Aileen: Yeah. So, I think initially what we've been working through are a lot of process issues, right, now that we're coming together as a medical group. Things that were done locally in the local health systems, we now need to look at across the medical group as a system. So a good example is, we're into our fiscal year 2022 budget. Things come up that weren't in the budget, particularly around FTEs for providers. So, normally what would have happened before the medical group is the local health system looked at that and tried to figure out, do we hire somebody or not to fill this need? Now we look at it from the local health system, but also from the medical group standpoint and built a process to evaluate these off-cycle FTE requests to make sure that we're meeting needs, but we're also looking across the medical group and identifying opportunities. So if a local health system needs part of an orthopedic surgeon, how can we hire one and share them and meet multiple needs? So, a lot of the early work has been process work like that, figuring out how do we even deal with these things? Some of it's also been around how we look at the finances of the medical group, what's in the budget of the medical group, what's in the budget of the local health system, what financial reports do we generate so that we can look at the medical group as a whole every month and we can see how it's doing from a financial standpoint. So that's the process stuff and that will go on. That's going to take a good year to really work through processes around the medical group and then the development of infrastructure. So, infrastructure exists to a different degree in all of the local health systems. For instance, analytics is a good example, where I think we have more robust analytics in Portland and we need to spread that across the whole medical group. So how do we build that infrastructure for what we need in the medical group? But I think the biggest piece of work is the development of the culture that I talked about. First, the culture of the management team, working together, actually as a team. So when we put this management team together, some of these folks that never met each other, and now they're a team that's looking across the medical group. So how do you develop that grittiness in that culture and that team feeling of we are the leaders of the medical group, understanding that those folks are still embedded in their local health system and have local health system responsibilities? So development of the culture of the management team and then of the physicians and providers. So a lot of that work will be done through things like specialty councils, where we have specialties that don't have a service line and we want to bring clinicians together from across the system to talk about the needs of that specialty. Because right now we have a board and a management team that has geographic representation. So we have a physician and operational leaders from the different local health systems. But what we don't have is a focus on who's looking at primary care across the medical group or urology across the medical group. And that's where development of a specialty council that has clinicians and operational folks from across the system to look specifically at issues around primary care is really helpful. And that's helpful to build culture because now you have primary care providers thinking, oh, wow, I'm not alone over here. I'm part of this bigger system, and there are lots of other primary care providers that I can talk to and learn from. And the same thing with other specialties. So, I think that's the biggest piece of work is the development of that culture, using different mechanisms like development of specialty councils. And then I think the other giant piece of work is really developing a cohesive, proactive recruitment plan for the medical group. The biggest expense of the medical group is obviously providers, right, which is the biggest expense of any medical group. And right now, when we look at recruitment of those providers, we're looking at them in different silos. So what do we need for clinicians who are going to see patients based on population growth of the area? What does this service line need? What do we need for academics and teaching, which is part of our mission? And that's all done separately and requested separately. And what that doesn't allow us to do is have that overall vision of where is the medical group going and how is the medical group supporting what the system lays out to be priorities. So at a system level, there's work being done on developing a system strategy and then the medical group can take guidance from that and then develop that recruitment plan, so tying all of those pieces of work together and coming out with a coherent plan so that as we plan for the 2023 budget, we have what we need in there to move forward with things like primary care growth or service line growth or meeting clinical needs or having enough folks to teach our residents, and nurse practitioners, and everyone else. So I think that will be a very large piece of work early in the year before we get to the 23 budget process.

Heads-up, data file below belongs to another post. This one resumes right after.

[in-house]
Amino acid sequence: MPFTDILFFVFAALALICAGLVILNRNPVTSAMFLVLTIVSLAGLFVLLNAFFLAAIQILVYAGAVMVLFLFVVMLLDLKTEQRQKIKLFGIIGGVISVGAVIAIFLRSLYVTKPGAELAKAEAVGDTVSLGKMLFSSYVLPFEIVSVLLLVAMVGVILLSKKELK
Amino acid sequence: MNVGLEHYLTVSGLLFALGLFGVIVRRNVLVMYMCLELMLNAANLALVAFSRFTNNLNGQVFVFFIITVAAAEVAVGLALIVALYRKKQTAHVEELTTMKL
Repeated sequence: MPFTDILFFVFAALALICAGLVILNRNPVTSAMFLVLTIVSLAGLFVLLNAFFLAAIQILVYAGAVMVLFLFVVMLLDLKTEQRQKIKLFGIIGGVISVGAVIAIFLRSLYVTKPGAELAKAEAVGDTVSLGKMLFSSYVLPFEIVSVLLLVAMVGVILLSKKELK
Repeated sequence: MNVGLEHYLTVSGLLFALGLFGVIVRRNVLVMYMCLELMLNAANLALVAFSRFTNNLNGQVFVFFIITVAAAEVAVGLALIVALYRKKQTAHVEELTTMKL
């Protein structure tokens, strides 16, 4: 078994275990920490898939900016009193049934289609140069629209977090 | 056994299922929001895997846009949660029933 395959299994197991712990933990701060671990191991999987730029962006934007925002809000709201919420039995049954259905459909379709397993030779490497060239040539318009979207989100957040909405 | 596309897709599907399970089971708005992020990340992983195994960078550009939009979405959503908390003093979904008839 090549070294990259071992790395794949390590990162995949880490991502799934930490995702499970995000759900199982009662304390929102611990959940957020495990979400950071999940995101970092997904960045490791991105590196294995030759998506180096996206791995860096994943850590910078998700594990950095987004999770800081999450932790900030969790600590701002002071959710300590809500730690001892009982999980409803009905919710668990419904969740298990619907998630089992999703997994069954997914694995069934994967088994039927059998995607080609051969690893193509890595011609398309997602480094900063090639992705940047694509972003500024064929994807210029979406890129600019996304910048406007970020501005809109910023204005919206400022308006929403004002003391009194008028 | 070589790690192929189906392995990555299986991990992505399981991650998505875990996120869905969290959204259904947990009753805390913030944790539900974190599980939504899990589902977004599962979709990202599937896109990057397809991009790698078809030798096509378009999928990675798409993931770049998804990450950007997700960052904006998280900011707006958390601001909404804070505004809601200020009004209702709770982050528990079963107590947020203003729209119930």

Paul: Ok, great, I realize we need to ask one more question, which is to talk about the relationship between the medical group and the ACO. So let me pose that.

Aileen: Yeah, so I think the medical group and the ACO obviously are incredibly tightly connected, right? Because the ACO is going to make sure that we are getting contracts with our payers, organizing all of that quality work that's going on those pay-for-performance pieces of all of the contracts, the heat map that the ACO does so we know where to focus our work in the medical group. And I think that the role of the ACO is going to continue to be extremely important to the medical group, and we work together on trying to move us into value-based care. I mean, I think that's really where the work with the medical group and the ACO is hand in hand. How do we really get to value-based care and switch our reimbursement model and leverage the size of our system and the size of our medical group with the payers to say this is where we want to go, and this is what we need to succeed, from a reimbursement standpoint. So, I think the ACO and the medical group together is incredibly powerful.

Thanks for listening to BACON this month. You can find all our episodes on your podcast app and at our web page And if you have questions, comments, or suggestions, as always, we'd love to hear from you. Please email us at That's

Mike: BACON is produced by the MaineHealth Accountable Care Organization with help from MaineHealth Educational Services. Thanks for joining us. We'll see you next month.

Julie: See you next month.